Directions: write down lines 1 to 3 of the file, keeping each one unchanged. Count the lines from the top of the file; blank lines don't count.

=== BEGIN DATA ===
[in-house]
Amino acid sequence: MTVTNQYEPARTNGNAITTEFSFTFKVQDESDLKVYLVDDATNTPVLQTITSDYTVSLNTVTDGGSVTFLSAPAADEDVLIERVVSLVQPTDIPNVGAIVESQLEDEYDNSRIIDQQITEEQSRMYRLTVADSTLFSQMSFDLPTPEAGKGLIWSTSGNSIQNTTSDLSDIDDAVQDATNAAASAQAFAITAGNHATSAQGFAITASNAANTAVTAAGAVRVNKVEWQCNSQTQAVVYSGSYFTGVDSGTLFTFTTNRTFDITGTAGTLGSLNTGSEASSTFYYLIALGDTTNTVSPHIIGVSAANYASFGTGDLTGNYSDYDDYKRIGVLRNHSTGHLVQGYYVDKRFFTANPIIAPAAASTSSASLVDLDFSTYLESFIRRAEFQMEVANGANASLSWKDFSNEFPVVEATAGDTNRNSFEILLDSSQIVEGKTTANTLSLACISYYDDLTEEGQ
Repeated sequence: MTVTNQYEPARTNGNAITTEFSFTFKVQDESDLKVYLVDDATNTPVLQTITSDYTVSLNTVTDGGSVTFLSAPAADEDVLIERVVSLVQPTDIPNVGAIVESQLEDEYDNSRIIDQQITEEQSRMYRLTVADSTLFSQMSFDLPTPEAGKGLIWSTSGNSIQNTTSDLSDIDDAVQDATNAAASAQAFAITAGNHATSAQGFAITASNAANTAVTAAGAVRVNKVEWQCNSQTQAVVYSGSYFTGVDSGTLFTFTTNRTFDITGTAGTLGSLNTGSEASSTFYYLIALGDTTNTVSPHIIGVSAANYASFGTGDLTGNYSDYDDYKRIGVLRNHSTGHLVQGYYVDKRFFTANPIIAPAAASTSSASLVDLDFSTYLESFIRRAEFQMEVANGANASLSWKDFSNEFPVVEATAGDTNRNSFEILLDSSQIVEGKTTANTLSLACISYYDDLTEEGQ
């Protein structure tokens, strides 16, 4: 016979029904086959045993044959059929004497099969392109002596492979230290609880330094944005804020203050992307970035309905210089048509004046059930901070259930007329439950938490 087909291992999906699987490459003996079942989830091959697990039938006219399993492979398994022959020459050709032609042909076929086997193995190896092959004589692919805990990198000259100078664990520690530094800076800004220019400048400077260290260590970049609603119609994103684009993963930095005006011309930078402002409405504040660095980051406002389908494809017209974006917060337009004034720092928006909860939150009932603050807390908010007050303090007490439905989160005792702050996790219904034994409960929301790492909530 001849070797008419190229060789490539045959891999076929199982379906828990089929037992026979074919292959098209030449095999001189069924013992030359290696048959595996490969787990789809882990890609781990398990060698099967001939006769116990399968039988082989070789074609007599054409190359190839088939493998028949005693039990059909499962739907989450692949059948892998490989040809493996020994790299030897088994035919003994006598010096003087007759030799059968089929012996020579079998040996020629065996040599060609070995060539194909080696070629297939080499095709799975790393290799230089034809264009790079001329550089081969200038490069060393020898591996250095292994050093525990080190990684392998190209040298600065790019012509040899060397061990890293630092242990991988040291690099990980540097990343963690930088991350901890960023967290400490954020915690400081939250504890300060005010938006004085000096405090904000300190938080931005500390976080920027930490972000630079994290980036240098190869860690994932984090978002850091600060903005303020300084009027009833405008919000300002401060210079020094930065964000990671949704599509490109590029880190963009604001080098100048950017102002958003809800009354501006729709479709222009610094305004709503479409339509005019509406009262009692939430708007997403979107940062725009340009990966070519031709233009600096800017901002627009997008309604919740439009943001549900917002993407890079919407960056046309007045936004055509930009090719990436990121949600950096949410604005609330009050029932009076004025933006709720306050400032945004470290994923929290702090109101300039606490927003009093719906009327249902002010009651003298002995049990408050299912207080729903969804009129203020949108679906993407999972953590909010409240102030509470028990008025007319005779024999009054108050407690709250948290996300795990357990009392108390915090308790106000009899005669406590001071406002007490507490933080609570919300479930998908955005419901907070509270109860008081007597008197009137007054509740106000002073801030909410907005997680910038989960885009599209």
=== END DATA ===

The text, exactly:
[in-house]
Amino acid sequence: MTVTNQYEPARTNGNAITTEFSFTFKVQDESDLKVYLVDDATNTPVLQTITSDYTVSLNTVTDGGSVTFLSAPAADEDVLIERVVSLVQPTDIPNVGAIVESQLEDEYDNSRIIDQQITEEQSRMYRLTVADSTLFSQMSFDLPTPEAGKGLIWSTSGNSIQNTTSDLSDIDDAVQDATNAAASAQAFAITAGNHATSAQGFAITASNAANTAVTAAGAVRVNKVEWQCNSQTQAVVYSGSYFTGVDSGTLFTFTTNRTFDITGTAGTLGSLNTGSEASSTFYYLIALGDTTNTVSPHIIGVSAANYASFGTGDLTGNYSDYDDYKRIGVLRNHSTGHLVQGYYVDKRFFTANPIIAPAAASTSSASLVDLDFSTYLESFIRRAEFQMEVANGANASLSWKDFSNEFPVVEATAGDTNRNSFEILLDSSQIVEGKTTANTLSLACISYYDDLTEEGQ
Repeated sequence: MTVTNQYEPARTNGNAITTEFSFTFKVQDESDLKVYLVDDATNTPVLQTITSDYTVSLNTVTDGGSVTFLSAPAADEDVLIERVVSLVQPTDIPNVGAIVESQLEDEYDNSRIIDQQITEEQSRMYRLTVADSTLFSQMSFDLPTPEAGKGLIWSTSGNSIQNTTSDLSDIDDAVQDATNAAASAQAFAITAGNHATSAQGFAITASNAANTAVTAAGAVRVNKVEWQCNSQTQAVVYSGSYFTGVDSGTLFTFTTNRTFDITGTAGTLGSLNTGSEASSTFYYLIALGDTTNTVSPHIIGVSAANYASFGTGDLTGNYSDYDDYKRIGVLRNHSTGHLVQGYYVDKRFFTANPIIAPAAASTSSASLVDLDFSTYLESFIRRAEFQMEVANGANASLSWKDFSNEFPVVEATAGDTNRNSFEILLDSSQIVEGKTTANTLSLACISYYDDLTEEGQ